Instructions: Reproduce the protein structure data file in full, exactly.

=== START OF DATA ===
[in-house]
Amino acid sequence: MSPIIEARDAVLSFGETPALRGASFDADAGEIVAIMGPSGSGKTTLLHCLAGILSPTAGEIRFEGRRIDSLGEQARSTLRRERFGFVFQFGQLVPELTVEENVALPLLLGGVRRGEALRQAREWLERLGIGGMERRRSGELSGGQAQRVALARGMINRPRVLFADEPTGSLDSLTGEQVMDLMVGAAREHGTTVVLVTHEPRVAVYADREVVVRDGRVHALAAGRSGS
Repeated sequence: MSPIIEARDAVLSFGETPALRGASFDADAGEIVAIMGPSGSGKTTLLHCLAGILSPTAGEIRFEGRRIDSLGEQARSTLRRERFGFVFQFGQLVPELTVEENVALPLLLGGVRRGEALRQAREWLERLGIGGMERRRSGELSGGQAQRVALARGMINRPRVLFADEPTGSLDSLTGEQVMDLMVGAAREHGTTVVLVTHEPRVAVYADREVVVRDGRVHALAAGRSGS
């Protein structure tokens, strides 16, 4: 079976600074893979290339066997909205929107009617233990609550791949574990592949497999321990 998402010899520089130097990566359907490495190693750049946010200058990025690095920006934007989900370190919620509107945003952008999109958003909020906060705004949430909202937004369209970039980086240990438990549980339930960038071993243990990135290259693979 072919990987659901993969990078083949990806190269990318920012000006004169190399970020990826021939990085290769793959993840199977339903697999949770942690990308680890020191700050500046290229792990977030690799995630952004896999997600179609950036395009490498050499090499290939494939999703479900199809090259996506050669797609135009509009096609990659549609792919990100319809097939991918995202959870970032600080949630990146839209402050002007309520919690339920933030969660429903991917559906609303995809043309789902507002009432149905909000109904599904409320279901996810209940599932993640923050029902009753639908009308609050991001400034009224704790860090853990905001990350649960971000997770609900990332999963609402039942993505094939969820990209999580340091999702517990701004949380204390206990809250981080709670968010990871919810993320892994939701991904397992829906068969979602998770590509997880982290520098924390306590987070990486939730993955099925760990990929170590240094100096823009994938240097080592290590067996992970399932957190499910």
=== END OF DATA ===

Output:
[in-house]
Amino acid sequence: MSPIIEARDAVLSFGETPALRGASFDADAGEIVAIMGPSGSGKTTLLHCLAGILSPTAGEIRFEGRRIDSLGEQARSTLRRERFGFVFQFGQLVPELTVEENVALPLLLGGVRRGEALRQAREWLERLGIGGMERRRSGELSGGQAQRVALARGMINRPRVLFADEPTGSLDSLTGEQVMDLMVGAAREHGTTVVLVTHEPRVAVYADREVVVRDGRVHALAAGRSGS
Repeated sequence: MSPIIEARDAVLSFGETPALRGASFDADAGEIVAIMGPSGSGKTTLLHCLAGILSPTAGEIRFEGRRIDSLGEQARSTLRRERFGFVFQFGQLVPELTVEENVALPLLLGGVRRGEALRQAREWLERLGIGGMERRRSGELSGGQAQRVALARGMINRPRVLFADEPTGSLDSLTGEQVMDLMVGAAREHGTTVVLVTHEPRVAVYADREVVVRDGRVHALAAGRSGS
């Protein structure tokens, strides 16, 4: 079976600074893979290339066997909205929107009617233990609550791949574990592949497999321990 998402010899520089130097990566359907490495190693750049946010200058990025690095920006934007989900370190919620509107945003952008999109958003909020906060705004949430909202937004369209970039980086240990438990549980339930960038071993243990990135290259693979 072919990987659901993969990078083949990806190269990318920012000006004169190399970020990826021939990085290769793959993840199977339903697999949770942690990308680890020191700050500046290229792990977030690799995630952004896999997600179609950036395009490498050499090499290939494939999703479900199809090259996506050669797609135009509009096609990659549609792919990100319809097939991918995202959870970032600080949630990146839209402050002007309520919690339920933030969660429903991917559906609303995809043309789902507002009432149905909000109904599904409320279901996810209940599932993640923050029902009753639908009308609050991001400034009224704790860090853990905001990350649960971000997770609900990332999963609402039942993505094939969820990209999580340091999702517990701004949380204390206990809250981080709670968010990871919810993320892994939701991904397992829906068969979602998770590509997880982290520098924390306590987070990486939730993955099925760990990929170590240094100096823009994938240097080592290590067996992970399932957190499910």